Prisoners justifiably complain of the impossibility of readying themselves for a law-abiding life – and demonstrating this to the Parole Board – within an artificial and damaging prison environment. (This is not to mention the enormous difficulties posed to prison governors, prison officers and the Parole Board, and the significant costs involved).

It is equally clear that penal policy is a politically dangerous business. My book Dangerous Politics explores in detail the beliefs and practices of policymakers involved in the creation, contestation, amendment and abolition of the IPP sentence. Policymakers’ fear of taking ‘soft’ action, such as releasing individuals explicitly labelled as ‘dangerous’, was abundantly clear. Ken Clarke’s abolition of the sentence in 2012 demonstrated what strong political leadership in the face of substantial media attacks can achieve. The current Justice Secretary’s failure to defend adequately the judiciary in the face of their disgraceful labelling as ‘Enemies of the People’ by elements of the press does not bode well.

What broader lessons can we take?
At a practical level, the IPP sentence demonstrates the significant challenges faced by the Ministry of Justice to achieve its goal of making “prisons a place of safety and reform”.
More fundamentally, it points to the significant dangers in the Justice Secretary’s view that, “I am not in favour of an arbitrary reduction in the number of prisoners in our prisons. What I am in favour of is reducing reoffending rates so that we stop people revolving through the system and going in and out of prisons.”

Such a view may be politically convenient (avoiding as it does difficult questions around sentencing policy), but conceiving of prisons as the means of achieving reform and redemption obscures (and indeed risks directly countering) the more important role of families, communities, employment and other broader factors in individual’s journeys towards a good life.

In short, efforts to address the crisis engulfing British prisons is welcome and long overdue. Grasping the IPP nettle must be part of this agenda. However, the IPP story is but one demonstration of the harm and unintended consequences that can result from reforms that are predicated on prisons as a public good, rather than as a necessary measure of last resort, to be used sparingly, reluctantly and with clear-eyed recognition of the harms that prison itself causes.

Dr Harry Annison
Harry researches penal policy and in particular has conducted research into the politics and policymaking relating to indeterminate sentences. His book Dangerous Politics, covering this terrain, was published by Oxford University Press in 2015 as part of the Clarendon Studies in Criminology series. He is a Lecturer in Criminal Law and Criminology, and currently a Visiting Fellow at the Centre for Criminology, Oxford University.

The IPP prisoner family survey

We are carrying out research looking at the experiences of the families of IPP prisoners. One of us is a researcher who has previously studied and written about the IPP sentence and the other has previously studied and written about the families of prisoners. We have brought our expertise together to look at the specific experiences of IPP family members. As part of this study, we are asking families of IPP prisoners to complete this short anonymous survey. We will also be interviewing some family members and speaking with organisations and people who have been involved with campaigns on the sentence, or supporting families. We would really appreciate your participation in this survey.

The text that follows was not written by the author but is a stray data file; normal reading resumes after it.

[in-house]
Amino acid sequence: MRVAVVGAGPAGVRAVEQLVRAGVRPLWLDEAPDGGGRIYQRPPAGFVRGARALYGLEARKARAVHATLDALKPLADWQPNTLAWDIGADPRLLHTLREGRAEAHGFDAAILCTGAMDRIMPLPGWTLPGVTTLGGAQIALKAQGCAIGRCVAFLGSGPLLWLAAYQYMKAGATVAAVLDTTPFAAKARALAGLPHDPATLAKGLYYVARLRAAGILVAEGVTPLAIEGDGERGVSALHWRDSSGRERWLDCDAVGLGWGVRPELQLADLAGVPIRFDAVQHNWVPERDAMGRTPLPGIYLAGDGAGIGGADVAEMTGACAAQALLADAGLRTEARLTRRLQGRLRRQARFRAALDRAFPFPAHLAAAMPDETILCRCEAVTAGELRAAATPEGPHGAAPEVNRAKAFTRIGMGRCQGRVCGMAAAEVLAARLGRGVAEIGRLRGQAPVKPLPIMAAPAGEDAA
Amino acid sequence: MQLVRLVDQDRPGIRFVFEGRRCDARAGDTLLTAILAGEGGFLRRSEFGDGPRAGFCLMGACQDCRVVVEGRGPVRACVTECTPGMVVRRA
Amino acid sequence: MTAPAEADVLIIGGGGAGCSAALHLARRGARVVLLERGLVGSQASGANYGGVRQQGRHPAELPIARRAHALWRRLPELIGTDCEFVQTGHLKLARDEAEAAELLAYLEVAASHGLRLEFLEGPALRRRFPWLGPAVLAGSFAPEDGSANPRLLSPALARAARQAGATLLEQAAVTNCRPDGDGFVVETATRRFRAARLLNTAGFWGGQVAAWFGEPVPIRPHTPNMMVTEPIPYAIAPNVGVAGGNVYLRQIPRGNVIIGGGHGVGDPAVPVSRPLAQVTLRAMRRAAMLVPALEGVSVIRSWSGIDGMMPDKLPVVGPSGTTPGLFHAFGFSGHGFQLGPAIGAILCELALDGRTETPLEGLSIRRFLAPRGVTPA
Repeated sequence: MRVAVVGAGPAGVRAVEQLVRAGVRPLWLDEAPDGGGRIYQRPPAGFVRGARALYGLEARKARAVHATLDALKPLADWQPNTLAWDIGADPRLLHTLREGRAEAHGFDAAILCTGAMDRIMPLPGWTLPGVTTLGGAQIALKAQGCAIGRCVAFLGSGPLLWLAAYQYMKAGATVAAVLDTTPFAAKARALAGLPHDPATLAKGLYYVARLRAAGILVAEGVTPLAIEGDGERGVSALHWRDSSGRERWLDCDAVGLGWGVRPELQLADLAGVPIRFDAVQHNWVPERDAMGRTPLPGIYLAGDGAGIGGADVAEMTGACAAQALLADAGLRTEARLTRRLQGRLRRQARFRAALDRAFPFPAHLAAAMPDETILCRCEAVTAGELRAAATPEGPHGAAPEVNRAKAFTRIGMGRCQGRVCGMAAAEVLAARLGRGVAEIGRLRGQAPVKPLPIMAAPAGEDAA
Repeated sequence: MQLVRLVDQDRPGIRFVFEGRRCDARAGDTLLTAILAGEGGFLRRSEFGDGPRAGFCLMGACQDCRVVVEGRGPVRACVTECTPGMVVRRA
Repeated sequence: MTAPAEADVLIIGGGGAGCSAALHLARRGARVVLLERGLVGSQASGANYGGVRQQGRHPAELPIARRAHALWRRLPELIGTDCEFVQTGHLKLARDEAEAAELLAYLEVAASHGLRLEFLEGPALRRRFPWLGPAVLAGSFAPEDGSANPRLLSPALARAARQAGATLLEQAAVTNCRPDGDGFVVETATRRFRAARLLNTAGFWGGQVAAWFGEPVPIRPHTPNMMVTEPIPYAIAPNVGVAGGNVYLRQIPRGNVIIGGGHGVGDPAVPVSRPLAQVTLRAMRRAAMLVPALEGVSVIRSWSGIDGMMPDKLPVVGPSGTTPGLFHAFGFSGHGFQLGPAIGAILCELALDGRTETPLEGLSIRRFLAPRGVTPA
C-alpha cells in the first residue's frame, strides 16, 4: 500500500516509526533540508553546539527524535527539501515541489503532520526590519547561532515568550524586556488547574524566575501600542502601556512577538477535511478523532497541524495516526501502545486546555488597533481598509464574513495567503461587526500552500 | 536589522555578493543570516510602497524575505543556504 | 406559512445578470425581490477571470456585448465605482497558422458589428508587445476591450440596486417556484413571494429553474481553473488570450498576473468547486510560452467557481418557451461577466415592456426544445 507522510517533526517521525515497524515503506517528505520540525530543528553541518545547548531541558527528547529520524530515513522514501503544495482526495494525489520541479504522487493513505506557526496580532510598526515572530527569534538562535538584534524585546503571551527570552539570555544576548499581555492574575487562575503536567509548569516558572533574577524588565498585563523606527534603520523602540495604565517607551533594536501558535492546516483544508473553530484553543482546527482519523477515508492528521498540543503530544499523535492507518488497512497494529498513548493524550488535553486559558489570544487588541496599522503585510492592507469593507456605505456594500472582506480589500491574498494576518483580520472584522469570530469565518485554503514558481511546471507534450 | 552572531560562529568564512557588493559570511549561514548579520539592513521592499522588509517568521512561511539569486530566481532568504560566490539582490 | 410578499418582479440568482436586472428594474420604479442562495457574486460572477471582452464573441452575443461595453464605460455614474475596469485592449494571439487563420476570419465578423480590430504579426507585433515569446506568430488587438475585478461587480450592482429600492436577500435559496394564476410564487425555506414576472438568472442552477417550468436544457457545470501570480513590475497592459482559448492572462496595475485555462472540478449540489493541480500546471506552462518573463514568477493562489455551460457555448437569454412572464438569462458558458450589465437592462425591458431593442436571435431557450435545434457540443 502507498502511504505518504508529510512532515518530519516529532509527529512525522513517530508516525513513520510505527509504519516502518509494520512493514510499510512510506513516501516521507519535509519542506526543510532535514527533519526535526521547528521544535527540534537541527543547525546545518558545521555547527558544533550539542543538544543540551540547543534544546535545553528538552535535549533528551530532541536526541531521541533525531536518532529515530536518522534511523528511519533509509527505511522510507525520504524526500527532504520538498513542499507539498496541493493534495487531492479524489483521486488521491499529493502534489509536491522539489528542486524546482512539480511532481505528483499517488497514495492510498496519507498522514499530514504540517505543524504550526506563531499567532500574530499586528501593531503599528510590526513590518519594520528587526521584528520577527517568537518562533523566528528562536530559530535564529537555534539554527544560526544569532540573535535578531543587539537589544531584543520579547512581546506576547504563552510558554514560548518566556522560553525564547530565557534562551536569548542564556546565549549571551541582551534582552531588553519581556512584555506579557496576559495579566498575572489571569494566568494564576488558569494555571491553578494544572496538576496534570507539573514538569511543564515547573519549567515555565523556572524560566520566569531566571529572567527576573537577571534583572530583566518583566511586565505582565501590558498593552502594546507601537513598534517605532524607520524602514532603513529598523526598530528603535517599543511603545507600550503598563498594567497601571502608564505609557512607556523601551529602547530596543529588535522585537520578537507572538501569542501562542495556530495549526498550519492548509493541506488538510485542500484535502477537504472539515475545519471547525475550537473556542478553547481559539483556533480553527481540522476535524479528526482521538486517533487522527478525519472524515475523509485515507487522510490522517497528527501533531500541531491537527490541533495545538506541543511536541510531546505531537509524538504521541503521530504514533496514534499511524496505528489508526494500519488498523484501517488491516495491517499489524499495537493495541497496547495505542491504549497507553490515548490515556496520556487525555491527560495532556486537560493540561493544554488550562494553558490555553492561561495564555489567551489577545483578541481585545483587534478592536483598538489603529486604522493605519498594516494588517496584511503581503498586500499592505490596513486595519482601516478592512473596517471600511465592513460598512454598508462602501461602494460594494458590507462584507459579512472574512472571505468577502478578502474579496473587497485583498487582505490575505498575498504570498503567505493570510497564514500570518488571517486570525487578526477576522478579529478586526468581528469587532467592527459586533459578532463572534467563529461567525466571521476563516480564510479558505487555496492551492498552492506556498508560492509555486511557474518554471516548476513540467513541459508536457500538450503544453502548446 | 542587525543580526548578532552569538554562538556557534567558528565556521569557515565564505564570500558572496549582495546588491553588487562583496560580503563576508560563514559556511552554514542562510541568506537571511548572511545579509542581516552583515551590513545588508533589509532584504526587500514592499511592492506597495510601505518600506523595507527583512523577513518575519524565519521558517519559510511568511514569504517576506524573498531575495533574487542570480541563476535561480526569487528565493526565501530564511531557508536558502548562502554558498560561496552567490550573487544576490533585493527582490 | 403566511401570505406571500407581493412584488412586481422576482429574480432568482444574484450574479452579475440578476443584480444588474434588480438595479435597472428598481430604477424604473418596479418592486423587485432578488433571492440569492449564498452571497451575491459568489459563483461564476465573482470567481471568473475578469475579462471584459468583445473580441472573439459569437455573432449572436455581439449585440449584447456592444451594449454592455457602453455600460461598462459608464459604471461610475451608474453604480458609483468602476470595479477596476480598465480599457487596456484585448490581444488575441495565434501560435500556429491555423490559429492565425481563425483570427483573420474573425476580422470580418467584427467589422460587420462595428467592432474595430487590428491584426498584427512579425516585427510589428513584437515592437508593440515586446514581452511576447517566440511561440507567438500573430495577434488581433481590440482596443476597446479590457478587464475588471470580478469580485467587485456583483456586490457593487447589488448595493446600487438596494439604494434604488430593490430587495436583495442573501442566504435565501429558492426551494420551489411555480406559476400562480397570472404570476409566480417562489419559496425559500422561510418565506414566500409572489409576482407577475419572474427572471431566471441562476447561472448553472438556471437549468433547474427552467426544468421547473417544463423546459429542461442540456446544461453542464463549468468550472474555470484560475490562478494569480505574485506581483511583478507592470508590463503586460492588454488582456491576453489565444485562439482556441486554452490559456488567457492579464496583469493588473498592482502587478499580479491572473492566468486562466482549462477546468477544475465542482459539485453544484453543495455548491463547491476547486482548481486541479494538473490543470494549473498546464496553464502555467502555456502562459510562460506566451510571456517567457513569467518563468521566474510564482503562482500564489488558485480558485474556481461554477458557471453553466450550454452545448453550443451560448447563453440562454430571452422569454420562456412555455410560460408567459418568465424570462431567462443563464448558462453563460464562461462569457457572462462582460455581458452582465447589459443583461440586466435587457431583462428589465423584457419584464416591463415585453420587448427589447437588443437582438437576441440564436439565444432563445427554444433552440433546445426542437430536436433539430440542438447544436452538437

This survey is completely anonymous 
We do not ask for your name or the name of the person serving an IPP sentence. If you think you might be willing to take part in a confidential interview and would like to discuss this further with one of the researchers, please email You can also contact us if you have any questions about the study.

Why have you been affected by the IPP sentence?

How has the IPP sentance affected you and you and close to you?
have you made contact with any other IPP prisoners members? 

Is ther anything else that you think is important for us to understand?

Have you accessed any organisations for support? Have they been helpful?(For example, your local MP; member of the House of Lords; Prison Reform Trust; Howard League; Inside Time; Pact; Partners of Prisoners; or any other organisation.)Have you been involved with any IPP prisoner campaigns?Have you sought support from anywhere else?

Survay Form


Howard League 

What you can do?

From joining as a member and attending our events to following us on social media, there are many ways you can help us to achieve change.

Prisoners and prisoners' families

We offer free membership to prisoners and their families.

1 IPP, What if we rethought parole minutes of ther meeting press on the word podcast to lisen. 2 Press release Martin Jones blogs about the challenges the Parole Board face going forward 3 Chief Inspector highlights prison safety in annual report annual report today (18 July 2017). 4 HM Inspectorate of Probation corporate plan for 2017-2020 has proved an exception, mercifully short and surprisingly jargon-free. 5 The need for trauma-focused care in prison. 6 Mental health in prisons: no strategy; insufficient funds


Howard League for Reform

What if we rethought parole? press on the word podcast  in Yellow to listen

Dear Katherine Gleeson